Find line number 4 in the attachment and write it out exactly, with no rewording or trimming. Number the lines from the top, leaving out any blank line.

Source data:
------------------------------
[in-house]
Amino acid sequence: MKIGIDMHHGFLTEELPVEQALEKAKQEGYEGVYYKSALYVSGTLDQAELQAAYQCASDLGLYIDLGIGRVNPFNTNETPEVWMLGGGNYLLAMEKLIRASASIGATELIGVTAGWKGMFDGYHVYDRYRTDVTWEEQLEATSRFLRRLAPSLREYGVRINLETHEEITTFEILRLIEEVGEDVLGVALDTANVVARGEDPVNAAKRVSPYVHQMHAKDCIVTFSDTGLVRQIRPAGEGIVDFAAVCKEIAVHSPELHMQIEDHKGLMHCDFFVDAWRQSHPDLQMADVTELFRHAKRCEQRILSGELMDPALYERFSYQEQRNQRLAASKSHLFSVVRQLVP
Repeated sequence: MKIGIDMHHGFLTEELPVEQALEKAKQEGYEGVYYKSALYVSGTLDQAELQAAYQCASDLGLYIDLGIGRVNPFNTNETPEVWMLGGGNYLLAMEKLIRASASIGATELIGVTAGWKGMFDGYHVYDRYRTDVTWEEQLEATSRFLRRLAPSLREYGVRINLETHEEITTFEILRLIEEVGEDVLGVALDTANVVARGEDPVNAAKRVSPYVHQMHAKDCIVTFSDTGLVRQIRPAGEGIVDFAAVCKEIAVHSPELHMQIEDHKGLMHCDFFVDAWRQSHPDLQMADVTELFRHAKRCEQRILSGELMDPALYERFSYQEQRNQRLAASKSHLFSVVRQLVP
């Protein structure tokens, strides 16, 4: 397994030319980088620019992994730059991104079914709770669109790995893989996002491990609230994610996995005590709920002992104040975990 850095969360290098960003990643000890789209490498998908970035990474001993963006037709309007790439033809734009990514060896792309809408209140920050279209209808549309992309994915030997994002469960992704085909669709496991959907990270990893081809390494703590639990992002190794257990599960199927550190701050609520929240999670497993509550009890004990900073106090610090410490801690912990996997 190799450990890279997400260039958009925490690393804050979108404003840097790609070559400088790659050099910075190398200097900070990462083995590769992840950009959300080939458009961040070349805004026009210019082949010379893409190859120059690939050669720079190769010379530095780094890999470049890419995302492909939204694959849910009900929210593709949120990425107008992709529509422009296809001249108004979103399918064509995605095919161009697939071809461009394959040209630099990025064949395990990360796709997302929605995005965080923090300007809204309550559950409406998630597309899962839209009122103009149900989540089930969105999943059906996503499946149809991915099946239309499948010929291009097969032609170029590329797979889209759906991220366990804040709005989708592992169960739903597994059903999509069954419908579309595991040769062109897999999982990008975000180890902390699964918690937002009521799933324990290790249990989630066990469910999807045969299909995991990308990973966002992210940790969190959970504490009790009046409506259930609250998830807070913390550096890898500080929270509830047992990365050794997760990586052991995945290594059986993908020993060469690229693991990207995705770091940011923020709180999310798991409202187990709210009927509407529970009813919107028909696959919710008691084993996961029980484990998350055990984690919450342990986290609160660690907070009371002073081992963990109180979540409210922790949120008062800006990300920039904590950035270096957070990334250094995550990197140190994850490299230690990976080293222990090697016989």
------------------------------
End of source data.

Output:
């Protein structure tokens, strides 16, 4: 397994030319980088620019992994730059991104079914709770669109790995893989996002491990609230994610996995005590709920002992104040975990 850095969360290098960003990643000890789209490498998908970035990474001993963006037709309007790439033809734009990514060896792309809408209140920050279209209808549309992309994915030997994002469960992704085909669709496991959907990270990893081809390494703590639990992002190794257990599960199927550190701050609520929240999670497993509550009890004990900073106090610090410490801690912990996997 190799450990890279997400260039958009925490690393804050979108404003840097790609070559400088790659050099910075190398200097900070990462083995590769992840950009959300080939458009961040070349805004026009210019082949010379893409190859120059690939050669720079190769010379530095780094890999470049890419995302492909939204694959849910009900929210593709949120990425107008992709529509422009296809001249108004979103399918064509995605095919161009697939071809461009394959040209630099990025064949395990990360796709997302929605995005965080923090300007809204309550559950409406998630597309899962839209009122103009149900989540089930969105999943059906996503499946149809991915099946239309499948010929291009097969032609170029590329797979889209759906991220366990804040709005989708592992169960739903597994059903999509069954419908579309595991040769062109897999999982990008975000180890902390699964918690937002009521799933324990290790249990989630066990469910999807045969299909995991990308990973966002992210940790969190959970504490009790009046409506259930609250998830807070913390550096890898500080929270509830047992990365050794997760990586052991995945290594059986993908020993060469690229693991990207995705770091940011923020709180999310798991409202187990709210009927509407529970009813919107028909696959919710008691084993996961029980484990998350055990984690919450342990986290609160660690907070009371002073081992963990109180979540409210922790949120008062800006990300920039904590950035270096957070990334250094995550990197140190994850490299230690990976080293222990090697016989």